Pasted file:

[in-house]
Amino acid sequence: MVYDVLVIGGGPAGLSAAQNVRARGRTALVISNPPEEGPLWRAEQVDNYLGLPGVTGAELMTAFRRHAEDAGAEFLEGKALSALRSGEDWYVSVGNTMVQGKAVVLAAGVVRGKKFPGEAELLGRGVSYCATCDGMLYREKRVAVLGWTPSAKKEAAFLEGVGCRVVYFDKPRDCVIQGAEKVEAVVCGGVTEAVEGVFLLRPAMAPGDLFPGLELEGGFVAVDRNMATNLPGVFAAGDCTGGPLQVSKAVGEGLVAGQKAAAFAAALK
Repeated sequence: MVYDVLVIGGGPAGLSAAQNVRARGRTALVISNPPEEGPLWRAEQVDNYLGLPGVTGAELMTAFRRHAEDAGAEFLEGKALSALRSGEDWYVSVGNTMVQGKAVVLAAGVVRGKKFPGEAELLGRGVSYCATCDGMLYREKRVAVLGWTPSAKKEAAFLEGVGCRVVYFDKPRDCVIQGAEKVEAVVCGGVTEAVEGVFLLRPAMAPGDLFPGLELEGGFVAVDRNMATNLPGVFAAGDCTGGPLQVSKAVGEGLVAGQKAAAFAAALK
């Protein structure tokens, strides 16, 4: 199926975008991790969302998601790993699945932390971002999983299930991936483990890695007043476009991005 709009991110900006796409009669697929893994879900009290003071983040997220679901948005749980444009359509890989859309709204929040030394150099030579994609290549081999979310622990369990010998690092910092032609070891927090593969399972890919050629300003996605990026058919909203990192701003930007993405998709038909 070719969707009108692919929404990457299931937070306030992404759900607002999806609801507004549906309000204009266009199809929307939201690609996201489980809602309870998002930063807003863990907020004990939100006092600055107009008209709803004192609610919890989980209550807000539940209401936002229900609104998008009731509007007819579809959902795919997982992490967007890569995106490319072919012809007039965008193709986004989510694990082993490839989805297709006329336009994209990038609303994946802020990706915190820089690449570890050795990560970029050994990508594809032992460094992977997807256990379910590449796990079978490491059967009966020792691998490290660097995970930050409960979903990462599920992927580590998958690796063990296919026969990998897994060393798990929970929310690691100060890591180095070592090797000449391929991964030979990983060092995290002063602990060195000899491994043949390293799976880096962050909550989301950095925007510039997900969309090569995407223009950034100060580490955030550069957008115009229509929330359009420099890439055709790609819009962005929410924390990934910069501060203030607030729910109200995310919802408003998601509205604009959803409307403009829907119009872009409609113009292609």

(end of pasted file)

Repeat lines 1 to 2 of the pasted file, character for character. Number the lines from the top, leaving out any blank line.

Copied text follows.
[in-house]
Amino acid sequence: MVYDVLVIGGGPAGLSAAQNVRARGRTALVISNPPEEGPLWRAEQVDNYLGLPGVTGAELMTAFRRHAEDAGAEFLEGKALSALRSGEDWYVSVGNTMVQGKAVVLAAGVVRGKKFPGEAELLGRGVSYCATCDGMLYREKRVAVLGWTPSAKKEAAFLEGVGCRVVYFDKPRDCVIQGAEKVEAVVCGGVTEAVEGVFLLRPAMAPGDLFPGLELEGGFVAVDRNMATNLPGVFAAGDCTGGPLQVSKAVGEGLVAGQKAAAFAAALK